A South African friend who is currently staying in the Netherlands, warned me that I would have difficulty with closure if I didn’t go. She had friends who couldn’t attend a family member’s cremation and memorial service last year. There were also some major problems with the arrangements of the service and they were still blaming themselves for it.

Upon hearing this I decided to use every single piece of life coach training to build a better relationship with myself, my sister and my family in South Africa during this time. I decided I would keep reminding myself how strong the bond with my mom had been, even though we had lived so far apart.

Thinking back on it all, there are three things that I would especially advise every emigrant to do.

Keep regular contact

Firstly: keep regular contact with your parents and preferably at an arranged time. For almost seven years I phoned my mother every Saturday morning. Those little “visits” meant the world to her. One time her cellphone stopped working and she walked almost a kilometer to buy a new one to be able to talk to me.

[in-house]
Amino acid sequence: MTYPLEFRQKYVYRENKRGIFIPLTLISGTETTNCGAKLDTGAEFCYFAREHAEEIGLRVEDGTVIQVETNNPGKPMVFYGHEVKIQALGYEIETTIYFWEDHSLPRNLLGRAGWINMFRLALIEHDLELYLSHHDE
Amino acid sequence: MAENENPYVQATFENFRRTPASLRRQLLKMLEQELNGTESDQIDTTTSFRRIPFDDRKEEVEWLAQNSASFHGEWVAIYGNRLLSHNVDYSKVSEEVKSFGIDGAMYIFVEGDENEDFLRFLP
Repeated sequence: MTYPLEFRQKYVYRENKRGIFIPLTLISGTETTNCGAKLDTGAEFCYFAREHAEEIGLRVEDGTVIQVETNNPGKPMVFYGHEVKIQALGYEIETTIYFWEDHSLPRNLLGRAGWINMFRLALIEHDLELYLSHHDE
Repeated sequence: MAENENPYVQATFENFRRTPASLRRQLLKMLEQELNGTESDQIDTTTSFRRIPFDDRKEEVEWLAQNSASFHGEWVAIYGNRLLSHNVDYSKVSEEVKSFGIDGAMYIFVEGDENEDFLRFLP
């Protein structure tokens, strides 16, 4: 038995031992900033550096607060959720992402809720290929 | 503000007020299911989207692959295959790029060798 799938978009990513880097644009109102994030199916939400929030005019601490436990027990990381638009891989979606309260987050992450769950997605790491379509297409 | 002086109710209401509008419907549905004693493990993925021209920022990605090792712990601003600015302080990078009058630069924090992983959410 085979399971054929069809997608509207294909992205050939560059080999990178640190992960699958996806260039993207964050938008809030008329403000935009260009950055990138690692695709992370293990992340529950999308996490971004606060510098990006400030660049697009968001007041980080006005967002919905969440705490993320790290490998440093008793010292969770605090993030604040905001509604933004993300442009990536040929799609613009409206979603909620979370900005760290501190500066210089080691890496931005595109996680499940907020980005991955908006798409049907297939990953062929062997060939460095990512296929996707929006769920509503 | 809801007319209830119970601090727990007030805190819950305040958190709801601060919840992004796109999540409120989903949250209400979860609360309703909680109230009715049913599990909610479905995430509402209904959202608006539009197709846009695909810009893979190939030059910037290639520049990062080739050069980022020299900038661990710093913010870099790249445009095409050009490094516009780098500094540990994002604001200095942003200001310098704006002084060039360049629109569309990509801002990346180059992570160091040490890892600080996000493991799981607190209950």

Always look for technology that can help

Secondly: keep in mind that there are ways in which you can use technology to maintain good relationships with your loved ones in South Africa. I did all my mom’s online banking for her from America, did payments when necessary and bought data for her phone. It was a small and effortless act of kindness that made her feel loved and cared for.

Utilise the benefit of your stronger currency

Finally, one should remember the advantage of earning money in a stronger currency.

My mom owned a flat that she was renting out and used that income to pay for her accommodation in the old-age home. She constantly had to have repairs done at the flat and was often stressed that the tenants would damage the property or disappear without paying. Or that the levies would just continue increasing.

But she was afraid of selling the flat. What if it didn’t get sold right away? Where would she get the money to pay for her accommodation?